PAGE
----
York, Pennsylvania has much to offer the modern visitor. From shops to restaurants to art galleries with the most innovative pieces, today York is a thoroughly modern city. However, a walk through historical York, PA, will show you the area’s storied past.
The History of York, PA
Before the arrival of Captain John Smith and other Europeans, the Susquehannock people were in the area now known as York County for many generations.
Surveyors from the William Penn family founded what would become the city of York before 1741. The surveyors, Baltzer Spengler and Ulrich Whisler, are still honored today. In 1777, the Continental Congress established the central government of the colonies in York, leaving Philadelphia to get away from the threat of the British army.
The Articles of Confederation were adopted in York, and the French Treaty of Alliance was signed in the city. Until June 1778, York was the capital of the United States, and there’s evidence that the phrase “the United States of America” was first spoken in York.
In the early 1800s, York grew quickly. The first public entertainment was created in 1812, and in 1818, the first coal dealer started business. The first trains arrived in the city in 1838. By the 1850s, the first telegraphs were being delivered in the city. By 1881, York had electricity and the telephone.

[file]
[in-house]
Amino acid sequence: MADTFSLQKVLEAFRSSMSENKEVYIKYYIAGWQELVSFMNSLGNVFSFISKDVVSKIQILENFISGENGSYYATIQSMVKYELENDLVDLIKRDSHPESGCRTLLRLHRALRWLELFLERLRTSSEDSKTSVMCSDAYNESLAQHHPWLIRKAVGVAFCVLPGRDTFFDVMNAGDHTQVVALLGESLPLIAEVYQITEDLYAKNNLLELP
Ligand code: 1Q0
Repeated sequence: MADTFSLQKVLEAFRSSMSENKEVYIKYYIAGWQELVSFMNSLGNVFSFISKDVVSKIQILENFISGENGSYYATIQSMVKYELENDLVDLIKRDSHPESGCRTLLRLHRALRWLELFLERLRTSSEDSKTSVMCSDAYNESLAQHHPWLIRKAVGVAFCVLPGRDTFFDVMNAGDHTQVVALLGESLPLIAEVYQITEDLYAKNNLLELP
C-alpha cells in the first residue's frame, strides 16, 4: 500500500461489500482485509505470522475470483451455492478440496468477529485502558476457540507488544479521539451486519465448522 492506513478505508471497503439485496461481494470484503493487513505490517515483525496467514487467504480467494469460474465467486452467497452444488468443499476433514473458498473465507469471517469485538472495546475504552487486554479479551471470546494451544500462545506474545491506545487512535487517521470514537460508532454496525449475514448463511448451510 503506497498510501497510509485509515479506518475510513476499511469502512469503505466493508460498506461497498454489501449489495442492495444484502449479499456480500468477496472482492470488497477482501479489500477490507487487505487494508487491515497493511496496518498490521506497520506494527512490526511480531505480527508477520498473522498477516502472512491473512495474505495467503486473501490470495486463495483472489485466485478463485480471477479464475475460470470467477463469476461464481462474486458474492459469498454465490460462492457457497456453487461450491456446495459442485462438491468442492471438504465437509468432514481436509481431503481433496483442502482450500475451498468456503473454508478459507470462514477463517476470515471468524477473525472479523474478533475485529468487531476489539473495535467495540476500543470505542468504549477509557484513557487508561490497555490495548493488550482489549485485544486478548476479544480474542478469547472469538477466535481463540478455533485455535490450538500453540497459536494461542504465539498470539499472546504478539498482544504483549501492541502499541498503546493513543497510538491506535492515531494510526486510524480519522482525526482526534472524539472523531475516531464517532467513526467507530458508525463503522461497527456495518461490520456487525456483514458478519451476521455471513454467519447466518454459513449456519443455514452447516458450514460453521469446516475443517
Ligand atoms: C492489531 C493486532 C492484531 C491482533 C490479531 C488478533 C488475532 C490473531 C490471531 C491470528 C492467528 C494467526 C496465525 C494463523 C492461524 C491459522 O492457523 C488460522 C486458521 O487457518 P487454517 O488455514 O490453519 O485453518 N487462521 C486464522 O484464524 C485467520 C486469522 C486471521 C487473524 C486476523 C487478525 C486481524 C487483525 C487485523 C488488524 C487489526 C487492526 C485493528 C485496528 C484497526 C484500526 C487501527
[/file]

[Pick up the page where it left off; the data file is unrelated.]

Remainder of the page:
York was also the site of many firsts. Dr. George Holtzapple created a system of equipment, black oxide of manganese and chlorate of potash to make the first type of oxygen mask. Phineas Davis built the first coal-burning locomotive in York in 1832. The first escalator was installed in a York building in 1956.
Tour Historical York, PA
There are walking tours of the downtown and historic York area. You can also take a walk through the downtown historic district yourself to see colonial inns and homes dating back to the Revolutionary War. You’ll also find Civil-War-era hotels where famous writers have stayed, old banks, water works and more.
Be sure to visit Bonham House and the Colonial Complex on Market Street, Howard Tunnel on Route 616, Penn Commons Park on W. College Ave. and S. Pershing Avenue, Prospect Hill Cemetery on N. George Street, the Soldiers and Sailors Memorial on West Commons and South Pershing Avenues, the William Goodridge Freedom Center and Underground Railroad Museum on E. Philadelphia Street and the William Goodridge Mural on W. Market. On W. Philadelphia Street, look at York Friends Meeting House, the city’s oldest house of worship.
You can also learn about the history of industry in York by going on the Wolfgang Candy Company Factory Tour, the Harley Davidson Factory Tour, Martin’s Potato Chip Factory Tour, Snyder’s of Hanover Factory Tour, York Barbell Factory Tour or the Bluett Violin Shop Tours.
Moving to York
Not only was York, PA, the first capital of U.S., but today it’s a lovely and vibrant place to live and work. If you’re considering moving to the area, CENTURY 21 Core Partners can help you find the right home. Look at the houses available or contact our team for help.